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Original post by wwx
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Original post by Promit
Any particular reason you're fixated on C++?


That's a great question and I actually do have somewhat of an answer.

-For one, it's a challenge for me. Going from a relatively easy language to one that has a higher degree of difficulty will give me a big sense of accomplishment.

-From what I've read C++ sounds like an extremely flexible language. If I'm going to spend a great amount of my time learning something at my age I want to learn a language I can always use.

-It runs fast. Going by the research I've done, C++ produces very fast running code. This is a good thing for someone like me as I don't consider myself skilled enough to think of the most efficient way to program.

-lots and lots of resources. I don't think I'll have any problems finding help on the subject of C++.

I suppose those are a few reasons. There's other languages I'd like to learn, such as Python, and other languages I do know a little about, like Fortran and Cobol, from my college days. I guess C++ just sounds like something that would really fit the bill for me. It sounds like a well rounded language. And learning it should make learning other languages that much easier too.

C++ can also be quite frustrating and confusing, as it sounds you already found out, if you don't have the right teacher or book.
With computers being faster everyday speed shouldn't be as big of a concern anymore unless you plan on making a ray-tracing 3D engine?
And with multicore cpu's nowadays Java and other languages built with concurrentcy in mind can actually be faster in some scenario's than C++.
It's true there is ton of books/websites that cover game programming using C or C++ as it seems to be the default language of the game programming world. 90% of my game programming books use it but there are more choices nowadays with some of my books using Python, C# or some other .net language for games.
Visual Studio's C++ is the standard these day for game programming so you can't go wrong there.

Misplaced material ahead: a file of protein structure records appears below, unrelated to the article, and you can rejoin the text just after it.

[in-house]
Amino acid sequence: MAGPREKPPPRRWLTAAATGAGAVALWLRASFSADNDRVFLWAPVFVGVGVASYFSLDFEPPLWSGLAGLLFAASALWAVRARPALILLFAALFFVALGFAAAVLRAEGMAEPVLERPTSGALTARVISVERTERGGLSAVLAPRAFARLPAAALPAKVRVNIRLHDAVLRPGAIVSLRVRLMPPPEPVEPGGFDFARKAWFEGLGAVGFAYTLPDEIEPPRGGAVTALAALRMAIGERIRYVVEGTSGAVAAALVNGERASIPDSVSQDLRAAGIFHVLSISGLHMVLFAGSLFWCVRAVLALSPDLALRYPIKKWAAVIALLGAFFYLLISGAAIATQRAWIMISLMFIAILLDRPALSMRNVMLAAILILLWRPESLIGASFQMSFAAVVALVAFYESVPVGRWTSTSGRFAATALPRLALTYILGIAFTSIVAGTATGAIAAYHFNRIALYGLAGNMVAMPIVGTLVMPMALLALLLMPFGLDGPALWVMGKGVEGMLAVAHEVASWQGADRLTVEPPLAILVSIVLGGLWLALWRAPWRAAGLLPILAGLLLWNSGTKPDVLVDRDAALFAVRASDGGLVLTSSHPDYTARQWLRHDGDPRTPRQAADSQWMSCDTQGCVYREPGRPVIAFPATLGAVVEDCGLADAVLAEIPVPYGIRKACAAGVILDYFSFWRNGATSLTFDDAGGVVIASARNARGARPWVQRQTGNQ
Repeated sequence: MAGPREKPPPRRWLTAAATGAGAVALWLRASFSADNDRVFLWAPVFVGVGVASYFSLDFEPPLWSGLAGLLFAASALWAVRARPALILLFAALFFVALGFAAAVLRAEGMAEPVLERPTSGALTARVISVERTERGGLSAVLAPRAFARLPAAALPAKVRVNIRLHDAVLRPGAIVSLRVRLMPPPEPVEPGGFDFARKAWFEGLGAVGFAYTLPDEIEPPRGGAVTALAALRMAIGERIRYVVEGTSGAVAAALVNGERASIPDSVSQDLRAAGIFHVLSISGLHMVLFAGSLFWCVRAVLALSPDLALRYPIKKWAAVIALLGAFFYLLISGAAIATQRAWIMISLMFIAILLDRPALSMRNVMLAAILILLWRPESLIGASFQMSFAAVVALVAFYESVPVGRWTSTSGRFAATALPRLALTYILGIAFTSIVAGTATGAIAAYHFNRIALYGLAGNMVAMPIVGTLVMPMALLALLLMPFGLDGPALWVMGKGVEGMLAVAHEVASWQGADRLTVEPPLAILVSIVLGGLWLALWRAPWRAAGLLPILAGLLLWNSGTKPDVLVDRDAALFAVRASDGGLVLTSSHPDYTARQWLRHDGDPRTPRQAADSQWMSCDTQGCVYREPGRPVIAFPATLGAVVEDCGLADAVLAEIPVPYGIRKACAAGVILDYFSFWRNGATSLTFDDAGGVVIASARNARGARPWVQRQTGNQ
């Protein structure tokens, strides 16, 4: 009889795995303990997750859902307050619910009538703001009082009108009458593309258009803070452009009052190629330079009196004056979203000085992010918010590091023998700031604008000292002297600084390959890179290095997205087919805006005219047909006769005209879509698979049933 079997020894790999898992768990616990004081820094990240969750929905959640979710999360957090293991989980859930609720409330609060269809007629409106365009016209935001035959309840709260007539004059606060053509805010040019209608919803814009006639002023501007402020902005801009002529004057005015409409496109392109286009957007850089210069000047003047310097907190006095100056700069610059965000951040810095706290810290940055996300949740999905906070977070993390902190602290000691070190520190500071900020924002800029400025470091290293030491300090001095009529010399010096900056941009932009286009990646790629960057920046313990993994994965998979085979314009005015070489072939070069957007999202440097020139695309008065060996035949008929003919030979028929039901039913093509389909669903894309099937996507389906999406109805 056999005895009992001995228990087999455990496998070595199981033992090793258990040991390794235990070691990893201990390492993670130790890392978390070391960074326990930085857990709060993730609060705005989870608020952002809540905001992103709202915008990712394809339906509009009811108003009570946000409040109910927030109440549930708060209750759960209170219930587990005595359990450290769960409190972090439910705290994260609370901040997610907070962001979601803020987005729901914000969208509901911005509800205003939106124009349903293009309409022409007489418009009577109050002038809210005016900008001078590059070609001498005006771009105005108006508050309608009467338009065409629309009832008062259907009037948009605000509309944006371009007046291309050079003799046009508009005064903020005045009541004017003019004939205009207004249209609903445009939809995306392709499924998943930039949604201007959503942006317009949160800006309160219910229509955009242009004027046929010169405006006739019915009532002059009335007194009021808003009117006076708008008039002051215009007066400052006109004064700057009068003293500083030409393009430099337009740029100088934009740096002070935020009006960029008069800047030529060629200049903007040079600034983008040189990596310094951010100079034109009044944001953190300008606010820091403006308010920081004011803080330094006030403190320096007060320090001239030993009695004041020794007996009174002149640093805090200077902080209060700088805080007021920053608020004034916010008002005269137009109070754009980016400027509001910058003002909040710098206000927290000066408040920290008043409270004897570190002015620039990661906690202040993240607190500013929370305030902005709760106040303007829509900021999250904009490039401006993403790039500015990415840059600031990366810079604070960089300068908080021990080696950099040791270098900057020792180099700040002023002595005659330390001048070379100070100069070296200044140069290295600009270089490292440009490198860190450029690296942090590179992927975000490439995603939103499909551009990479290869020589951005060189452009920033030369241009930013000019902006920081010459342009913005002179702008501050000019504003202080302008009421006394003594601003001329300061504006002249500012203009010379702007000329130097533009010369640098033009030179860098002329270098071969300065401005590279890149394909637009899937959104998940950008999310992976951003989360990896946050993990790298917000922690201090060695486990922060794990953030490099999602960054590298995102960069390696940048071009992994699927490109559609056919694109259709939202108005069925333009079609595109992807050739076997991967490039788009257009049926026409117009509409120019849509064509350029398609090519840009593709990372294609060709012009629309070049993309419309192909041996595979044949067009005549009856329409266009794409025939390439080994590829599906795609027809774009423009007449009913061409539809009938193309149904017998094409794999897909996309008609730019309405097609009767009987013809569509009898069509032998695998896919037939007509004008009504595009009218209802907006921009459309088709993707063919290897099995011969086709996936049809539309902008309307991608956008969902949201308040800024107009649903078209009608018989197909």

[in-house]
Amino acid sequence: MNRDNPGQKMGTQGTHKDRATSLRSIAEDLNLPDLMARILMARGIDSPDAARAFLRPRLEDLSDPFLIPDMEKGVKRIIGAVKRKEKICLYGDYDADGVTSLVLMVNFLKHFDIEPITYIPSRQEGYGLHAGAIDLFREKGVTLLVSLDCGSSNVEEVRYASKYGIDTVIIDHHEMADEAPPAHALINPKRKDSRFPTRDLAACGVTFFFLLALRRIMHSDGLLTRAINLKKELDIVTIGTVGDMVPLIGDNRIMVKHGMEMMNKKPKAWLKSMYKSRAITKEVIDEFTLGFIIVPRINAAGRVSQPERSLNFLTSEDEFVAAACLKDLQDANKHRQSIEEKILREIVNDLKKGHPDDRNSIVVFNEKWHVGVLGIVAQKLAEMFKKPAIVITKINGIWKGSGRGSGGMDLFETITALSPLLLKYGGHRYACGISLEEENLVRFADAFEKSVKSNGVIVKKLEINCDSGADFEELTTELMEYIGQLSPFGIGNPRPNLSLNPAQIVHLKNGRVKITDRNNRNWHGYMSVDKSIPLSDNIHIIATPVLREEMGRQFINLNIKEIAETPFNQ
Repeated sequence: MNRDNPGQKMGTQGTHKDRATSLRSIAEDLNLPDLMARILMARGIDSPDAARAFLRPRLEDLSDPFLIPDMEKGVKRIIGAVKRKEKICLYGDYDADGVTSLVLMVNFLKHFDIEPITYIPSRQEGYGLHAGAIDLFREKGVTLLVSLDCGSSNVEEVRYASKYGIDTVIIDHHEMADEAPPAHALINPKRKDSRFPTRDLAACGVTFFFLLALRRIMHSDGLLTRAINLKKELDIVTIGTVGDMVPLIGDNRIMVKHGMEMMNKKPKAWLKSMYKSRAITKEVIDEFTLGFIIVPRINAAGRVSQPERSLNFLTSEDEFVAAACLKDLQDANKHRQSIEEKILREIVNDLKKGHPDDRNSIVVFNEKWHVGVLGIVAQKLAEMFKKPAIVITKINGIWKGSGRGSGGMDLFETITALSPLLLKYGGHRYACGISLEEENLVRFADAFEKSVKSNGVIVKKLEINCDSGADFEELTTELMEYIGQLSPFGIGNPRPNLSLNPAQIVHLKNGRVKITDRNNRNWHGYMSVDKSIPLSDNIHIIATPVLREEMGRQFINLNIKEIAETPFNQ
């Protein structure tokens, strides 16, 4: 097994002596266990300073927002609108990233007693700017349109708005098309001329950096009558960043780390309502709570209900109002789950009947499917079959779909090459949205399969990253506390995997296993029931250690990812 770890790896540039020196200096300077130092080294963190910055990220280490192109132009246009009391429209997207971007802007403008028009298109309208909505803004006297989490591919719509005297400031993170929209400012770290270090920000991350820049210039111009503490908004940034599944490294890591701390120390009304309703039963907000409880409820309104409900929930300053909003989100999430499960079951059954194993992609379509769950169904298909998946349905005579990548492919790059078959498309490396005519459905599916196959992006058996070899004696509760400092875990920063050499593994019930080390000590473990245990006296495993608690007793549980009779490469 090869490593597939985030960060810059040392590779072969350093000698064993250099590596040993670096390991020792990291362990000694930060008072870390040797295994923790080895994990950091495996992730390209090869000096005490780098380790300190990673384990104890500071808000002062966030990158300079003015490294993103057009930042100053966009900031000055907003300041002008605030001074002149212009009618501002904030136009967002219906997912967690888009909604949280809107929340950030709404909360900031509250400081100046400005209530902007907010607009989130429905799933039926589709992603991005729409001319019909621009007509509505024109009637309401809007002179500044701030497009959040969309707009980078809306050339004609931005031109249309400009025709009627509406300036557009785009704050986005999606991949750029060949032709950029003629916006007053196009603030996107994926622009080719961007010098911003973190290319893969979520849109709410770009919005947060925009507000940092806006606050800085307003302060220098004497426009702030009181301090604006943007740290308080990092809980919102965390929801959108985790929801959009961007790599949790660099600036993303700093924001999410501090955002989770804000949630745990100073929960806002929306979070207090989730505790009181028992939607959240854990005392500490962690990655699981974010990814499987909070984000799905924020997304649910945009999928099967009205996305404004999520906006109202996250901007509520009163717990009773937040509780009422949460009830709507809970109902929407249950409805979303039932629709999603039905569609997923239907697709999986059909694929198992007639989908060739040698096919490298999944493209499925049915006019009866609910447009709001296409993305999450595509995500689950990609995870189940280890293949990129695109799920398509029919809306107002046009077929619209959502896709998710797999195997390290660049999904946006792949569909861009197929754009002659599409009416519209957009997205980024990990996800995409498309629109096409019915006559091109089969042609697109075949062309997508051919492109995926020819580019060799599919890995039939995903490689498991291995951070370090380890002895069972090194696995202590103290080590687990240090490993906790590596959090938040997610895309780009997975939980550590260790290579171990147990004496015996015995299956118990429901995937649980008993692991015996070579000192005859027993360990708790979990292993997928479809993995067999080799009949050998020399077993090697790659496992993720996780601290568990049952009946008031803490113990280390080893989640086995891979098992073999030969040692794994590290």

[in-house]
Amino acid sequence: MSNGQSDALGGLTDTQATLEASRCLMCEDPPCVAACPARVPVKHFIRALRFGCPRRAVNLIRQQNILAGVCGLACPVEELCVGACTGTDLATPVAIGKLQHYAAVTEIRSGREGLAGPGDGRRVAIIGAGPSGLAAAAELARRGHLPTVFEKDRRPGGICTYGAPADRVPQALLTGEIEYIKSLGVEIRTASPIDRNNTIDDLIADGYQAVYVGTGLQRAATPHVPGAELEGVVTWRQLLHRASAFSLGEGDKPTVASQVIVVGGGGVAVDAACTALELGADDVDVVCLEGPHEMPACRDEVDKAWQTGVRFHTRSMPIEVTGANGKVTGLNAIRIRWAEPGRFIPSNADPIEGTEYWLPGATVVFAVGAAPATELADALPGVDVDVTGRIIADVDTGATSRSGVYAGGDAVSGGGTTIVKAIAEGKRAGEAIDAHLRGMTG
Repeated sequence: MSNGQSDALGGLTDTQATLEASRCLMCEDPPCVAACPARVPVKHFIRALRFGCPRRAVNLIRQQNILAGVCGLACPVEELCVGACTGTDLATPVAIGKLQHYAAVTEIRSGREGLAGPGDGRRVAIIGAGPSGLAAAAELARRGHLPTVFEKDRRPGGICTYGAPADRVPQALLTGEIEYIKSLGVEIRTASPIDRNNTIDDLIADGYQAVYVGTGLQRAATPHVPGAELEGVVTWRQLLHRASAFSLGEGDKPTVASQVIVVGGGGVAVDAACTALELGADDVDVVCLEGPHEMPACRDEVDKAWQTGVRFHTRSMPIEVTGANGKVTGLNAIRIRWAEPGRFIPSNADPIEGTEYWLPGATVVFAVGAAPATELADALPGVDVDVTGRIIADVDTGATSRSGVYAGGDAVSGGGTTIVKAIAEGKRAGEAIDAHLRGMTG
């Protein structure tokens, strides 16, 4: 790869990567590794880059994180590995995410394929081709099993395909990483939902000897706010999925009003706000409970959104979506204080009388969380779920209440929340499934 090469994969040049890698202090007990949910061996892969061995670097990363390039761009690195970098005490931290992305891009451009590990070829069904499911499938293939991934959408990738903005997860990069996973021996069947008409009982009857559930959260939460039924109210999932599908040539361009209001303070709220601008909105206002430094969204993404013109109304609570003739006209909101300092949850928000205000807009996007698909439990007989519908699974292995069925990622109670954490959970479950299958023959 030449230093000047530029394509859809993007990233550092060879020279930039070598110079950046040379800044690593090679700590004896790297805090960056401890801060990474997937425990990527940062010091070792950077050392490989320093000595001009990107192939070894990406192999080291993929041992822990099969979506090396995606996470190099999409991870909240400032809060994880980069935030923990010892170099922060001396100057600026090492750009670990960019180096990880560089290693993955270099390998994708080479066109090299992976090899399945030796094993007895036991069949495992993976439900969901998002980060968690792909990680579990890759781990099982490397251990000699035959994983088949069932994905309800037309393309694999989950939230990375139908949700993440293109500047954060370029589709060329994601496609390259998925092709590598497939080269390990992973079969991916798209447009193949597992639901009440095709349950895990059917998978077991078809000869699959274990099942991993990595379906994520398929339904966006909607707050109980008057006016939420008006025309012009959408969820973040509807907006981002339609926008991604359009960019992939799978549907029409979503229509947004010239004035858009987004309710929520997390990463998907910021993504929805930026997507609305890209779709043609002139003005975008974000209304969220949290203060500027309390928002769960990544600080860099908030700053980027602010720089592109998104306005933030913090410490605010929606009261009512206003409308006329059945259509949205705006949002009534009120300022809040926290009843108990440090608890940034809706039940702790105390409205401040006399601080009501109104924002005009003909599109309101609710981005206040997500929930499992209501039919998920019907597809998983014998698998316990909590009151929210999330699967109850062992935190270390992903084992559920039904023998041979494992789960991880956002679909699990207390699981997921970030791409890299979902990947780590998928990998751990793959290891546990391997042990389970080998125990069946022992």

Only other thing I can think of is that if you can't get through your C++ in a reasonable amount of time switch to another one and make sure you get around to reading a book that covers modern C++ eventually like Stroustroup's book or Lippman. I will assume you haven't really learned modern C++ until you read one of these 2 books(I must've read about 10 or more C++ books myself and most of them teach C++ as a better C ,like Deitel for instance, which I just recently used for my C++ college class. You can find a list of the C++ books I mentioned on C++ faq website. Actually, you should check out the questions on that website as it might answer some that you might have about C++.
Oh and I know this might seem obvious but actually get into the practice of writing non-trivial C++ programs while reading these books since that's the only way you'll get better and it will sink into your brain. You don't know how much work a decent command line calculator in C++ can take let alone a game until you try it! Also, try using SDL, Allegro, DirectX,etc so you get a feel for how the theory and what your books say differ from the real world.

[Edited by - daviangel on September 17, 2008 11:00:37 PM]

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Original post by wwx
-It runs fast. Going by the research I've done, C++ produces very fast running code. This is a good thing for someone like me as I don't consider myself skilled enough to think of the most efficient way to program.